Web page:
The report also separately lists heavily affected medications across different therapeutic areas along with their active ingredients and phenotypes.

See active ingredients list HERE.

Drug-Specific Recommendations Based on Scientific Databases

For each medication, there are drug-specific dosage recommendations based on scientific databases (such as CPIC, etc.). The recommendations are classified according to the safety of the medication:

Pharmacogenetic variation affects drug effectiveness or adverse reactions with significant clinical relevance. A genetic test is
recommended. Check existing test results before prescribing the drug. Check dosing and administration based on test results.

Pharmacogenetic variation affects drug effectiveness or adverse reactions with some clinical relevance. If genetic test results are
available, consider changing drug or dosing based on results. If genetic testing has not been conducted, consider ordering a test.

Pharmacogenetic variation may affect drug effectiveness or adverse reactions, but with minor clinical significance in most
patients. Monitor drug response and possible adverse reactions. If genetic test results are available, consider changing drug or
dosing based on results.

Pharmacogenetic variation does not significantly affect drug effectiveness or adverse reactions.

Check out the sample report (.pdf)


Pharmacogenetics DNA panel is indicated in the following cases:

  • Initiation of drug therapy;
  • Determination of the appropriate dosage;
  • Suspected drug effectiveness;
  • Prevention of drug side effects.

Sample material: EDTA-blood, oral mucosal swab

Storage of the sample: at room temperature for 24 hours; 2-8 °C for 5 days; longer if frozen.

Turnaround time (TAT) for results: 21 business days

Price: 315 €


The Pharmacogenetic DNA panel can be ordered:

  • By a doctor for the patient electronically from the doctor's program or through a paper referral
Electronic Ordering

An electronic referral can be generated from the doctor’s program, which has previously established integration with SYNLAB through the Medipost data exchange platform. Currently, active interfaces exist with the programs Perearst2, Perearst3, LIISA, eKliinik, Watson/Winston, Ester/Heda, MIS.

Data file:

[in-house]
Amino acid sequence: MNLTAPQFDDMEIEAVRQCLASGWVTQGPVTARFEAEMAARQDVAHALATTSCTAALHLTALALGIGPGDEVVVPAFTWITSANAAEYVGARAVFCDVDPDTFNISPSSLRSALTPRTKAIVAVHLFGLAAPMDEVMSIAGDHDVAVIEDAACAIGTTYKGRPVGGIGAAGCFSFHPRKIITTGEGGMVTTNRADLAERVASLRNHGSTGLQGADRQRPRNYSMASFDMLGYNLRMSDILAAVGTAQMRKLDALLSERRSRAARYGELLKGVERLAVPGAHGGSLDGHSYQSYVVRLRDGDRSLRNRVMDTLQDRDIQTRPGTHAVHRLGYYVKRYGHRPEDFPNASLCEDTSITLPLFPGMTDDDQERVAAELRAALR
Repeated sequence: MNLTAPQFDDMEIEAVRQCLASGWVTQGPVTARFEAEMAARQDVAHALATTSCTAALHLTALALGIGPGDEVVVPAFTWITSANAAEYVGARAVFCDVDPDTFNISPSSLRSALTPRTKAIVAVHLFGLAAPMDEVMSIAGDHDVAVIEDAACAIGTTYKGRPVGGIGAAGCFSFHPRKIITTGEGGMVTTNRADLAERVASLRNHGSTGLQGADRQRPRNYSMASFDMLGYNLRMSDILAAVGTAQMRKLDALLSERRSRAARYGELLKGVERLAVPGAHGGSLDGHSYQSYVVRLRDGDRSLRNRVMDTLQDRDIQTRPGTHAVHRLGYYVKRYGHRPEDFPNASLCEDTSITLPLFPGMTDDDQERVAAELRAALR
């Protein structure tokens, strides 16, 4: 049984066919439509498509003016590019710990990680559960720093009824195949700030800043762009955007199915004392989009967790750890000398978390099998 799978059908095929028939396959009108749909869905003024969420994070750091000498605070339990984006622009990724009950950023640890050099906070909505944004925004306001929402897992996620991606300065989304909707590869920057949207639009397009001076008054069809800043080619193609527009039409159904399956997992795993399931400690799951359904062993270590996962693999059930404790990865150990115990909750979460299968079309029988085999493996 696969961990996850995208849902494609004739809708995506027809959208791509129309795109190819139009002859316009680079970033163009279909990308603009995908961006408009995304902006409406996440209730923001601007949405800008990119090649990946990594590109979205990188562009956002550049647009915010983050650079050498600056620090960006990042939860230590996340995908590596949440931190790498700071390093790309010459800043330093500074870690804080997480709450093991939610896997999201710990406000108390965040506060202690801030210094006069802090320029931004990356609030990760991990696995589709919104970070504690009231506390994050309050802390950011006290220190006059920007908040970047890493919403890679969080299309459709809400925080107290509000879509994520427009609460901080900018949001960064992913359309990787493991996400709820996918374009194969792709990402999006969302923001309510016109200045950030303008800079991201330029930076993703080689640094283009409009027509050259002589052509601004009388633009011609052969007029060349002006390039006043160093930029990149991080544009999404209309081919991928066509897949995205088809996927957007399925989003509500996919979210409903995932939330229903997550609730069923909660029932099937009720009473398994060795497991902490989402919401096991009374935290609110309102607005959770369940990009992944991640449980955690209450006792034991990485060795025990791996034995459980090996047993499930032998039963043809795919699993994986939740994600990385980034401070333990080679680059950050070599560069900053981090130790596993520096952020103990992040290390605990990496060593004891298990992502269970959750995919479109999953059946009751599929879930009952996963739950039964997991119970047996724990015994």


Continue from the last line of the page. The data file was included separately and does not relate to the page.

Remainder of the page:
The analysis can be found in SYNLAB’s list of research groups under the name “Farmakogeneetika DNA paneel” within the research group „Pärilike haiguste, riskialleelide uuringud“:

  1. Double-click on the analysis.
  2. Enter the barcode number and date and time in the appropriate fields.
  3. Depending on the program, press “Save” and “Send” or “Submit”.

The barcode entered into the program must be vertically affixed to the sample label. If your institution does not use barcodes, please enter the date and time into the doctor’s program and print out the referral directly from the program. In this case, mark the sample tube with the patient’s name as indicated on the referral.

Paper Referral Ordering

If electronic ordering is not available, a paper referral can be issued (either a computer-fillable version or a printable version). The referral must include the patient’s and requester’s information, as well as the date and time of sample collection. From the list of analyses, mark “Farmakogeneetika DNA paneel.”

The logistics of sample collection to SYNLAB’s molecular biology laboratory in Tallinn are organized by SYNLAB. If sample collection does not take place at your institution, patients can be directed to SYNLAB’s sample collection sites. Reservations for blood collection are not necessary; patients are served on a first-come, first-served basis. It is important that the order is previously entered into the doctor’s program or a referral is provided to the patient.

Once the analysis is completed, the invoice will be sent to the referring clinic. If you wish for the patient to pay for the analysis at the laboratory, please use a self-payer referral.

  • As a private customer in Estonia from My SYNLAB
  • If you are interested in ordering Pharmacogenetic DNA panel outside Estonia, please contact us via e-mail